I’d just devoured a bowlful of multi-colored Chicklet gum, then jumped up and down on the couch with my blonde pigtails smacking up against my cheeks. Blondie’s “Rapture” blared from the 80’s radio/boombox in the kitchen while my mother was either cooking or cleaning. I sang along to the lyrics, through my gum-infused sugar high. That is one of the first happy memories I can remember.

Blondie has always been one of those bands that I can never get sick of. They were one of the first punks bands to indulge in more than one specific genre. They added some pop, reggae, funk and disco to the mix and even rap. Speaking of “Rapture,” that just happened to be the first No. 1 song in the U.S. to feature rap vocals, and lead singer Debbie Harry wrote that iconic rap in the studio, totally on the fly. The lyrics are a sci-fi story in the making.

Debbie Harry, lead vocalist of Blondie, at MassMoCA in North Adams. Photo by Jen Levesque

Cause the man from Mars won’t eat up bars / Where the TV’s on and now he’s gone / Back up to space where he won’t have a hassle / With the human race and you hip hop / And you don’t stop, just blast off / Sure shot cause the man from Mars stopped eating cars / And eating bars and now he only eats guitars, get up.”

They were the heartbeat of the mid-late 70’s NYC new wave/punk/art scene in the midst of it all. They were regulars at CBGB’s, along with the Ramones, Patti Smith, Television and The Talking Heads. Debbie was one of Andy Warhol’s muses, then later moved on to be one of John Waters’ muses.

The band disbanded in 1982 after six studio albums. Before Debbie went on to do her solo music gig, she took a break to take care of guitarist and longtime partner Chris Stein who developed a rare skin disease. Blondie re-emerged onto the music scene in 1997. Newer members had joined, but there were still three of the originals from the beginning — Debbie, Chris and drummer Clem Burke. All three are still playing and recording together 40 years after they started.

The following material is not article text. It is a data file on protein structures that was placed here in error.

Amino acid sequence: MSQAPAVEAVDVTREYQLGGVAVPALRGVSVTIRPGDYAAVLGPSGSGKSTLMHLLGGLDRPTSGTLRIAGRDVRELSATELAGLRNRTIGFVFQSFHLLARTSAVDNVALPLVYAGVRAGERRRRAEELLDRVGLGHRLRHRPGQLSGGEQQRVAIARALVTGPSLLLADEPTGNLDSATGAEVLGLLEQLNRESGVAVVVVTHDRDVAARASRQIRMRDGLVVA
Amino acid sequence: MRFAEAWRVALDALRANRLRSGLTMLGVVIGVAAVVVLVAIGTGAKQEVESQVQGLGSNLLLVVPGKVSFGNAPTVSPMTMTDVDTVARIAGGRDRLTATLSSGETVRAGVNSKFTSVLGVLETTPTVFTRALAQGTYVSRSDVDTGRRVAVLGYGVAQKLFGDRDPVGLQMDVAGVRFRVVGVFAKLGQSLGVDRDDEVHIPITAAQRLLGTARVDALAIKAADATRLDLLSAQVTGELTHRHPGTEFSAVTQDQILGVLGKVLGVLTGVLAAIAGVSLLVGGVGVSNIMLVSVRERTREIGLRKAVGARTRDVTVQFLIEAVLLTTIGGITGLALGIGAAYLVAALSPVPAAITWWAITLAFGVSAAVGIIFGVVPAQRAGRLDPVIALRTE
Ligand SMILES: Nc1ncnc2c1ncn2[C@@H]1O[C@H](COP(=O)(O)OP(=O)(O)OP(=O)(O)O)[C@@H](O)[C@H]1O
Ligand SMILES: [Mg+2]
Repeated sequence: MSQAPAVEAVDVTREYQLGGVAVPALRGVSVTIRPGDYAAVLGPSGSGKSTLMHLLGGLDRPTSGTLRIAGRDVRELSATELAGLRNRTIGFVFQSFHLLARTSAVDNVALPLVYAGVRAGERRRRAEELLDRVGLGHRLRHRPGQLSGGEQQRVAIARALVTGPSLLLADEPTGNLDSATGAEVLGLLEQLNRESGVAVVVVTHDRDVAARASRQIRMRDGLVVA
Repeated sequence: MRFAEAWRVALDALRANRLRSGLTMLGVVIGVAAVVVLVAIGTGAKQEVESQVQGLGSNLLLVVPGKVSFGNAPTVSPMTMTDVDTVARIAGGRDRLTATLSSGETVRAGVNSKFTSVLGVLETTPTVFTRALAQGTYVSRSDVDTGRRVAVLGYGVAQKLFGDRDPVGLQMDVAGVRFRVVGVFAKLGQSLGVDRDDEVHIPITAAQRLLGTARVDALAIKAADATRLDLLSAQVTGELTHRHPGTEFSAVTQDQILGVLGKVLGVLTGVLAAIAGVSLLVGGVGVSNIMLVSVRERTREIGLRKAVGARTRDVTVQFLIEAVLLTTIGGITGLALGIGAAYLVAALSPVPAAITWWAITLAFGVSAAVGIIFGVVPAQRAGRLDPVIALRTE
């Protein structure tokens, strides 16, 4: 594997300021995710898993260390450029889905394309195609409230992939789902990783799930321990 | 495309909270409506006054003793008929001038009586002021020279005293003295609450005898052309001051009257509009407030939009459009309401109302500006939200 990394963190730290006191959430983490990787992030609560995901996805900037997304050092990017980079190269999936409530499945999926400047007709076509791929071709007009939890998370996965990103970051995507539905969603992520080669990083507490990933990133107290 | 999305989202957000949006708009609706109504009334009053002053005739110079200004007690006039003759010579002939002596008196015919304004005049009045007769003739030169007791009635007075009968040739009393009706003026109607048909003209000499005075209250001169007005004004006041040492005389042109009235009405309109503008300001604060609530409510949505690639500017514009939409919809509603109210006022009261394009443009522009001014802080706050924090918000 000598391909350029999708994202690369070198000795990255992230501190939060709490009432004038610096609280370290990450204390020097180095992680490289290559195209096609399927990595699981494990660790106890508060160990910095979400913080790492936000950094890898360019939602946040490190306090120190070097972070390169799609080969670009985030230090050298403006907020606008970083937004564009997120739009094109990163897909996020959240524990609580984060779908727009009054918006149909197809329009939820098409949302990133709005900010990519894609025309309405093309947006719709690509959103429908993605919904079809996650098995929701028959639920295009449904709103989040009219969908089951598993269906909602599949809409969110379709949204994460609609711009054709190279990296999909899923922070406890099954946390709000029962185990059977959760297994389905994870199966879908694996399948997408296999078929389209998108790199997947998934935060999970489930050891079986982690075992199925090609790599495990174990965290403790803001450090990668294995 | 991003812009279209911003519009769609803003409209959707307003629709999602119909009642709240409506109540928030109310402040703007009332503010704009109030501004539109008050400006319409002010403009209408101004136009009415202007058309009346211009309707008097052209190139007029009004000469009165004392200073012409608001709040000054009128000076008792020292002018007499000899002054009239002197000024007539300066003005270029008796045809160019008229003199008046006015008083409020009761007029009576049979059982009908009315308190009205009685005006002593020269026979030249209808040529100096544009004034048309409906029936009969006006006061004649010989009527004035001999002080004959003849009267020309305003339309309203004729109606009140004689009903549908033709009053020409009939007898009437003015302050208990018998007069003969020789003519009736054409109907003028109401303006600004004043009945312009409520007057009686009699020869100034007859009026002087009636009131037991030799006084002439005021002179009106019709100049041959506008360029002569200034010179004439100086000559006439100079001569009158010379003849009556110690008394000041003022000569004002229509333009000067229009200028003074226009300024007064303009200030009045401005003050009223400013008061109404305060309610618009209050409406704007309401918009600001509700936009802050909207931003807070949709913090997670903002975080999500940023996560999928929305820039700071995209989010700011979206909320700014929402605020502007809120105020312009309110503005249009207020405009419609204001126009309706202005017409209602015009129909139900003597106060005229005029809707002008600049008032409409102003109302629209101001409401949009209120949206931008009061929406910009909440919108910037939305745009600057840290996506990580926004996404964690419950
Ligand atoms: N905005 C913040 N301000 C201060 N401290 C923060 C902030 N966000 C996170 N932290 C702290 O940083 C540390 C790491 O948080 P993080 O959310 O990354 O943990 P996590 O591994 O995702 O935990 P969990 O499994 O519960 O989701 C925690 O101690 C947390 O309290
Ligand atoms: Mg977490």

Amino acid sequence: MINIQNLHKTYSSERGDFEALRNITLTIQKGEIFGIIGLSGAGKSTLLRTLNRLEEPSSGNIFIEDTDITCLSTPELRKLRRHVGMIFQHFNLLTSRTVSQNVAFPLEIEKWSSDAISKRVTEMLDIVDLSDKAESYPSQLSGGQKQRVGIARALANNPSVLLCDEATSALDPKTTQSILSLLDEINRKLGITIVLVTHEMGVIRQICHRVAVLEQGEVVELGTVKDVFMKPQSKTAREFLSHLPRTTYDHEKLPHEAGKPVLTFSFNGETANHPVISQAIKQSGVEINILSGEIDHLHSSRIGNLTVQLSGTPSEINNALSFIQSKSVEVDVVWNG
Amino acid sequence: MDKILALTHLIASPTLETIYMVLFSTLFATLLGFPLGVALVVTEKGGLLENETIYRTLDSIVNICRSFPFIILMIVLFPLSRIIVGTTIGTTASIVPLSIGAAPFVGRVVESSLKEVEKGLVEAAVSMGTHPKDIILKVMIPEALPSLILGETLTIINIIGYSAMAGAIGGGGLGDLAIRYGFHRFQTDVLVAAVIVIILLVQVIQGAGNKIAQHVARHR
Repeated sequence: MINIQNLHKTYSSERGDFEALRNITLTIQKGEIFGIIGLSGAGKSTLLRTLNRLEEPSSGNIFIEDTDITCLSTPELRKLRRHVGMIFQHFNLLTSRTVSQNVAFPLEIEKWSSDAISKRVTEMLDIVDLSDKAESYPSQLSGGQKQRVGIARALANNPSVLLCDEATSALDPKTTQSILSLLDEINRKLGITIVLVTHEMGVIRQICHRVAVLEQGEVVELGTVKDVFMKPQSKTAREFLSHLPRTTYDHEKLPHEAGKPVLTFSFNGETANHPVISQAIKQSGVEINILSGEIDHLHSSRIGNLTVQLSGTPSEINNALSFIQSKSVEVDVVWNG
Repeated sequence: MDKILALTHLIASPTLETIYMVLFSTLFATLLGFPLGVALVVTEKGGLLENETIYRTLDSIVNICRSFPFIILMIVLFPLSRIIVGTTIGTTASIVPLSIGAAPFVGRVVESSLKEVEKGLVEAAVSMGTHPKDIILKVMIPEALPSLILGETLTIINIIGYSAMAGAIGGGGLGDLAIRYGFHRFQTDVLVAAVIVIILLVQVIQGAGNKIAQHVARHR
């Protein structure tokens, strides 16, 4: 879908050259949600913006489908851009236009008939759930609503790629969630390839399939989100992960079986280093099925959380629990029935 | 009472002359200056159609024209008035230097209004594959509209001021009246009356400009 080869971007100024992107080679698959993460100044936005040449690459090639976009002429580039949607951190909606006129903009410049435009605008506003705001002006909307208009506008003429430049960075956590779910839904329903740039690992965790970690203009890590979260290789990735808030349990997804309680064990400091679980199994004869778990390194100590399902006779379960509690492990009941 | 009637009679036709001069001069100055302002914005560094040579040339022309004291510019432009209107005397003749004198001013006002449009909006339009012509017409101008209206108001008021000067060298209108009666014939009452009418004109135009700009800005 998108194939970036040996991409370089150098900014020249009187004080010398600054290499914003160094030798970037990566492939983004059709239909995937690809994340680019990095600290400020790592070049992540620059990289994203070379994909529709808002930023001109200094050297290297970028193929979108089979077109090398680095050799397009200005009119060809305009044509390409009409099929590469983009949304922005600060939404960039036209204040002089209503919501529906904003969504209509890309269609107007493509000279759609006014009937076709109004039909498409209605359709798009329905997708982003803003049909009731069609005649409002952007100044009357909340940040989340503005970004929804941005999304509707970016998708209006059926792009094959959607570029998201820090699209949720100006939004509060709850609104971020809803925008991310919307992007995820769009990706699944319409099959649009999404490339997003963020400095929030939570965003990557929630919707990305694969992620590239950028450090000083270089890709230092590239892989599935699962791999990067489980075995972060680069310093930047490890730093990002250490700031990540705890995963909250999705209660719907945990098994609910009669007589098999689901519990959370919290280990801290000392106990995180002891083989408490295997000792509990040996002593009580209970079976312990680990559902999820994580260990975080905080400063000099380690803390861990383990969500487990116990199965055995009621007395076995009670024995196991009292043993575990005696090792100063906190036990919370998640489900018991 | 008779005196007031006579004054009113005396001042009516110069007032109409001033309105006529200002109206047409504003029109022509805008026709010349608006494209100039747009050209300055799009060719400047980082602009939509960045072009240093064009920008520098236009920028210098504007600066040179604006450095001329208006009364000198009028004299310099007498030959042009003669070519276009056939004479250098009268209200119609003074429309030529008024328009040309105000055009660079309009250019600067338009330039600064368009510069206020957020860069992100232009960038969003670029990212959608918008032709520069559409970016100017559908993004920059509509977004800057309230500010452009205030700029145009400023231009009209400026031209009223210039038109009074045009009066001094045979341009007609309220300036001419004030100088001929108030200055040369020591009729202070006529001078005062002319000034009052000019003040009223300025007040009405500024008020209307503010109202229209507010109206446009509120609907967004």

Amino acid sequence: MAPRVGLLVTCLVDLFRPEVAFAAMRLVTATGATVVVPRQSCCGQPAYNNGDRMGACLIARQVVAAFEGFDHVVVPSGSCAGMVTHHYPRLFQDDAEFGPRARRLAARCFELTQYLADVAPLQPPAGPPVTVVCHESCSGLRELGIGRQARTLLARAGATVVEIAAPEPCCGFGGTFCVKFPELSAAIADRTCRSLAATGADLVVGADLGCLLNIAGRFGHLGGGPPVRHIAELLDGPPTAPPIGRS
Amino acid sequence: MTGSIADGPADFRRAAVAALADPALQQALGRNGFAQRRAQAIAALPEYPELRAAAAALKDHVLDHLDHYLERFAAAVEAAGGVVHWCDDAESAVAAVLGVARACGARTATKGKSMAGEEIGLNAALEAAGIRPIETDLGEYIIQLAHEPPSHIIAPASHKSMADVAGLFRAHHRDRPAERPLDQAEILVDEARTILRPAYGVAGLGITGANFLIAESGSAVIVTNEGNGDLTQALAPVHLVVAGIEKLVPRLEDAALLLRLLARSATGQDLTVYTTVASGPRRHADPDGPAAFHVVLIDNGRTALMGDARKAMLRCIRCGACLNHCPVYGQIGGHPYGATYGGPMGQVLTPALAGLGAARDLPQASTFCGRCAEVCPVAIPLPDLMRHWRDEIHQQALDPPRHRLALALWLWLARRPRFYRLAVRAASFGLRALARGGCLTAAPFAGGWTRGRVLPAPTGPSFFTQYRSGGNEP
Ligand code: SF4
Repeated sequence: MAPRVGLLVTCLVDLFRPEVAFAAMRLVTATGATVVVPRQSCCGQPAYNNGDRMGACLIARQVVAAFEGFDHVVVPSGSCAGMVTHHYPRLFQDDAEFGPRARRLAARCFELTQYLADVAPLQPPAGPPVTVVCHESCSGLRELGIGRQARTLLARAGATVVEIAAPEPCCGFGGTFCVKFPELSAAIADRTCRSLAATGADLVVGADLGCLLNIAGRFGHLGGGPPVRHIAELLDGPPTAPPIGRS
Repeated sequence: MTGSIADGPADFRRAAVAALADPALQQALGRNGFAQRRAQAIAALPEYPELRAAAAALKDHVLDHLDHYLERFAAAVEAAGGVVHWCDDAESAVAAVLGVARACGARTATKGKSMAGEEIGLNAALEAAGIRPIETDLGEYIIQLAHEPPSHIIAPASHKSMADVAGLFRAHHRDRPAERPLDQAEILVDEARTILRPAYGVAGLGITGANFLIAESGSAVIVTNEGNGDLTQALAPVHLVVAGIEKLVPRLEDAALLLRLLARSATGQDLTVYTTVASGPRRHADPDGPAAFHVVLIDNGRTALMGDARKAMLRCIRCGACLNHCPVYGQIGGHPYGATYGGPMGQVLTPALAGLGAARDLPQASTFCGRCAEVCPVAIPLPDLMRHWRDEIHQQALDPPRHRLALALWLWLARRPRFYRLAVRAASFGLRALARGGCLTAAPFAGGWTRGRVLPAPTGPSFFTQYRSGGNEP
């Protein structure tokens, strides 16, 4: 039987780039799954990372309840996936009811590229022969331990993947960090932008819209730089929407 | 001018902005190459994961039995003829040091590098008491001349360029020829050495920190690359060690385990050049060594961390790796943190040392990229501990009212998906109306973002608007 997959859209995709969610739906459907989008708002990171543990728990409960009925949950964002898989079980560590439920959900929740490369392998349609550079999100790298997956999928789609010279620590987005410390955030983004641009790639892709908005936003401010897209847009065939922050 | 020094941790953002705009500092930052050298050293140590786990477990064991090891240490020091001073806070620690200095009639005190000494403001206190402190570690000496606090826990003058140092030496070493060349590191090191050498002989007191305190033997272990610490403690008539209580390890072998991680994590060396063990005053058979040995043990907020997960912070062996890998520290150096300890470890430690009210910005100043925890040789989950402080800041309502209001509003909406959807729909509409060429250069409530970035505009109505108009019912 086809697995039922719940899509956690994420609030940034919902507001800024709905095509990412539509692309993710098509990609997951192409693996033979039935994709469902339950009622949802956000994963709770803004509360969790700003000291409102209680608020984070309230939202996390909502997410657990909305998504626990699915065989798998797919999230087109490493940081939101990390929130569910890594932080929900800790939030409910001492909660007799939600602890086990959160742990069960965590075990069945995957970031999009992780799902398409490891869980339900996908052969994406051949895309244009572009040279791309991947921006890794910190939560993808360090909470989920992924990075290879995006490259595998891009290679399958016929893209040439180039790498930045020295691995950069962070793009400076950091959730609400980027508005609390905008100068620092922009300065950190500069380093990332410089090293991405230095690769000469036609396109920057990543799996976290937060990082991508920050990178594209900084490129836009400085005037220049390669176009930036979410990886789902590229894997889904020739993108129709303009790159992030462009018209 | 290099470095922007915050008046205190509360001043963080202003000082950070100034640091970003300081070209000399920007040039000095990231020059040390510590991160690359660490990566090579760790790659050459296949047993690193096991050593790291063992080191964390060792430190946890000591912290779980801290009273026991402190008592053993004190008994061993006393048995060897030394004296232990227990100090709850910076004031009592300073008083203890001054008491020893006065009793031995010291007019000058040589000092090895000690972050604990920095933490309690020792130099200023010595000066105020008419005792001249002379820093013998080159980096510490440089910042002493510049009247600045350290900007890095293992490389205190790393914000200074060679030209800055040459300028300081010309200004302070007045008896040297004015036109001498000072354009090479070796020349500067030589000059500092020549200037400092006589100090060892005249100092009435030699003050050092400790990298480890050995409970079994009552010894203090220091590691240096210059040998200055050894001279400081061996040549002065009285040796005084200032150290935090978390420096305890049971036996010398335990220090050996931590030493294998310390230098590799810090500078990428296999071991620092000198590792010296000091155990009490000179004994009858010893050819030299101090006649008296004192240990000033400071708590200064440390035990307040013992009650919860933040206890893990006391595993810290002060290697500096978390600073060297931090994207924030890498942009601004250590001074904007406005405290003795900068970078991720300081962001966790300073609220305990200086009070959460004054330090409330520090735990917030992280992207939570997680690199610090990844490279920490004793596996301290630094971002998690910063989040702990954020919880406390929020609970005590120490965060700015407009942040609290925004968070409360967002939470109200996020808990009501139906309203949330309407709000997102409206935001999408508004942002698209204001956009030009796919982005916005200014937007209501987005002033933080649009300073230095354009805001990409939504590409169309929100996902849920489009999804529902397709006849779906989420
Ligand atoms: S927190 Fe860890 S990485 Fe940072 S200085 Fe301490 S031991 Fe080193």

I saw Blondie for the first time last summer in Boston. Our seats were further back, but the screens revealed those glorious living legends on stage that night.  When I heard they were coming to MASS MoCA in North Adams, I thought I might have a chance to get a closer look.

My friend and I had never been to MASS MoCA before and when we arrived we were in awe. The museums were closing up just as we arrived, so we decided we needed to plan a day trip to indulge in the eclectic collection of art.

The weather that evening was terrible; we drove through a hellish monsoon only to find that the storms had put a halt to the festivities. We had to wait outside of the outdoor venue until it was cleared and safe to enter. The line grew pretty quickly, then once we started moving, I realized there was way more to that line!

Northampton-based indie pop rockers And The Kids opened the night. The Signature Sounds recording artists sound-tracked our wait in line. Unfortunately, we were only able to see them play the last song and a half by the time we entered the venue. But that was enough to make me want to see them again in order to catch their set in its entirety.